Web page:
“My hamster is dead,” Crystel tells me. I look at her. “Are you serious?” There are many times she is not and I can’t discern if this is one of those times. “Yes,” she says.
I’m still not convinced. “Are you sure?” I ask.
I walk into her room. Brownie has his eyes closed. He looks …at peace. But I also think that I smell the faint stink of something decomposing. I don’t want to touch him and feel his stiff body, though I know that will be forthcoming. It is my job to remove dead things. I get beckoned for spiders, June Bugs, a fly.
“How did he die?” I ask her. “I don’t know,” she says. She goes on to insist that he outlived the normal life span for a hamster. I’m not so sure about that. We travel back in our memory for how long we have had the hamster. I recall the tooth fairy bringing it to her. “Well, why did Antonio get one then?” “Because you got one,” I say.
I study the rodent. “Did someone choke it?” I imagine little fingers squeezing its neck. It would have been easy to do. I have refused to EVER touch the omnivore. It doesn’t seem normal to me having such an animal for a pet.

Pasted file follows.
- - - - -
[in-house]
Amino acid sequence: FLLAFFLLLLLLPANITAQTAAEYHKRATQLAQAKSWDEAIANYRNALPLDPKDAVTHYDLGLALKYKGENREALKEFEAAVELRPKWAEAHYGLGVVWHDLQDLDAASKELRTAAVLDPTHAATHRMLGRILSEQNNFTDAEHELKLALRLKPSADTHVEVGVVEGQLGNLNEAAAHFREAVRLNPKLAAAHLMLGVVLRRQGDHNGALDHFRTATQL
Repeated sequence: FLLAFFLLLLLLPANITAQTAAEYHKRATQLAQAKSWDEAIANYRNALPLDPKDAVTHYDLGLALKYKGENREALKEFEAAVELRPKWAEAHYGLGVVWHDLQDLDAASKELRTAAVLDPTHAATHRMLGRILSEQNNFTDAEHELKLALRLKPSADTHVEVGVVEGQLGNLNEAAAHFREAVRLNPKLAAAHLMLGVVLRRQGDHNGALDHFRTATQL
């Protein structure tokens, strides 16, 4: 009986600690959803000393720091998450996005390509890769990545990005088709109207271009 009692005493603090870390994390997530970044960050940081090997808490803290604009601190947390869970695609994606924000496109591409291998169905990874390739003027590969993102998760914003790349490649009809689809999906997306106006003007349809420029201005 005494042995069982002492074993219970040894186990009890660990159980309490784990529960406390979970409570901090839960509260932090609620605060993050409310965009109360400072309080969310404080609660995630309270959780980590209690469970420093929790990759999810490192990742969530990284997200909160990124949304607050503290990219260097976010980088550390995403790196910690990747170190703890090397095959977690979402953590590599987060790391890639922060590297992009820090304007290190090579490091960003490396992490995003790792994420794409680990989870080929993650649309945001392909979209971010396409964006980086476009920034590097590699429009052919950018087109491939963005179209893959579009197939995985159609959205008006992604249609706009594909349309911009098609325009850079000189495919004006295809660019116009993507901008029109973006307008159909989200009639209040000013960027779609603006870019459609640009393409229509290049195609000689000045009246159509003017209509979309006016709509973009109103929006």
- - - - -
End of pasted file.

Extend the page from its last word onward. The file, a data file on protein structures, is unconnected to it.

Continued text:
“No,” she insists. “He lived a normal life.”
“We will have to have a funeral soon,” I tell her. What I’m thinking is that we need to get this dead thing out of the house.
Crystel has the burial place already decided. “By my window,” she says. Jody isn’t so sure. In front of her bedroom window is a spirea and rocks for landscaping. But it isn’t like the hamster needs a large burial plot.
I reached into Brownie’s apartment with a Kleenex and wrapped him in it.
Crystel and I covered Brownie with dirt and rocks, called Jody over, and said a few words. Crystel found a nearby rock for a gravestone.
Antonio would need to learn about Brownie later. He was at a sleepover. Decomposition waits for no person.